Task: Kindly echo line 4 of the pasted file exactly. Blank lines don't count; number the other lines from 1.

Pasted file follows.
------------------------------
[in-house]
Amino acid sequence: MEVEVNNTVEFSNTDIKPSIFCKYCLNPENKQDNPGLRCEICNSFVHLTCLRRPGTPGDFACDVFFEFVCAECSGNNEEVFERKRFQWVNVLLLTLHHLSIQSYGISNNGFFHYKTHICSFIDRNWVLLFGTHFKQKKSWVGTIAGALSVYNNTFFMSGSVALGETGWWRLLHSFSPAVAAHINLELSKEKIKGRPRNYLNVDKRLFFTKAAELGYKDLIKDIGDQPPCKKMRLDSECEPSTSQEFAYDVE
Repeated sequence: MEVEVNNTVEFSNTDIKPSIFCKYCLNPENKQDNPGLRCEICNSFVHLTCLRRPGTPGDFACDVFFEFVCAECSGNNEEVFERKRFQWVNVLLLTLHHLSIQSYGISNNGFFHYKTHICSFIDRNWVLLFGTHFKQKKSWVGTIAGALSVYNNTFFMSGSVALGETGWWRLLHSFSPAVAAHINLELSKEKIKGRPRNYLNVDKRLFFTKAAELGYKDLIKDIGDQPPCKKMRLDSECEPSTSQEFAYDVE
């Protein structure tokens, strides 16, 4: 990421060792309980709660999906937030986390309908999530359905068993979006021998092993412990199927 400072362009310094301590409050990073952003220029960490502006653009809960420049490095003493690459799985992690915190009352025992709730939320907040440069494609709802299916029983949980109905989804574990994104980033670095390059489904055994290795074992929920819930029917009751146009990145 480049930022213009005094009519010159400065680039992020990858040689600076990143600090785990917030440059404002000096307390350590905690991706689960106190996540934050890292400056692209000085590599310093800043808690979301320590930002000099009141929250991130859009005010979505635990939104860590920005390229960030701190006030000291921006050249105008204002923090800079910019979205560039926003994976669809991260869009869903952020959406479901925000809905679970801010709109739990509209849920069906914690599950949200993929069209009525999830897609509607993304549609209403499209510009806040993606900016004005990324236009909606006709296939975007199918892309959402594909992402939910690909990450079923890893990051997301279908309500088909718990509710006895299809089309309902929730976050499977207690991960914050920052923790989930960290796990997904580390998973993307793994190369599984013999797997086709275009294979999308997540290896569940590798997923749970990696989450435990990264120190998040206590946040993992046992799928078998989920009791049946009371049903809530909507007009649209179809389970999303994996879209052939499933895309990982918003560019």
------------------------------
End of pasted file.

């Protein structure tokens, strides 16, 4: 990421060792309980709660999906937030986390309908999530359905068993979006021998092993412990199927 400072362009310094301590409050990073952003220029960490502006653009809960420049490095003493690459799985992690915190009352025992709730939320907040440069494609709802299916029983949980109905989804574990994104980033670095390059489904055994290795074992929920819930029917009751146009990145 480049930022213009005094009519010159400065680039992020990858040689600076990143600090785990917030440059404002000096307390350590905690991706689960106190996540934050890292400056692209000085590599310093800043808690979301320590930002000099009141929250991130859009005010979505635990939104860590920005390229960030701190006030000291921006050249105008204002923090800079910019979205560039926003994976669809991260869009869903952020959406479901925000809905679970801010709109739990509209849920069906914690599950949200993929069209009525999830897609509607993304549609209403499209510009806040993606900016004005990324236009909606006709296939975007199918892309959402594909992402939910690909990450079923890893990051997301279908309500088909718990509710006895299809089309309902929730976050499977207690991960914050920052923790989930960290796990997904580390998973993307793994190369599984013999797997086709275009294979999308997540290896569940590798997923749970990696989450435990990264120190998040206590946040993992046992799928078998989920009791049946009371049903809530909507007009649209179809389970999303994996879209052939499933895309990982918003560019």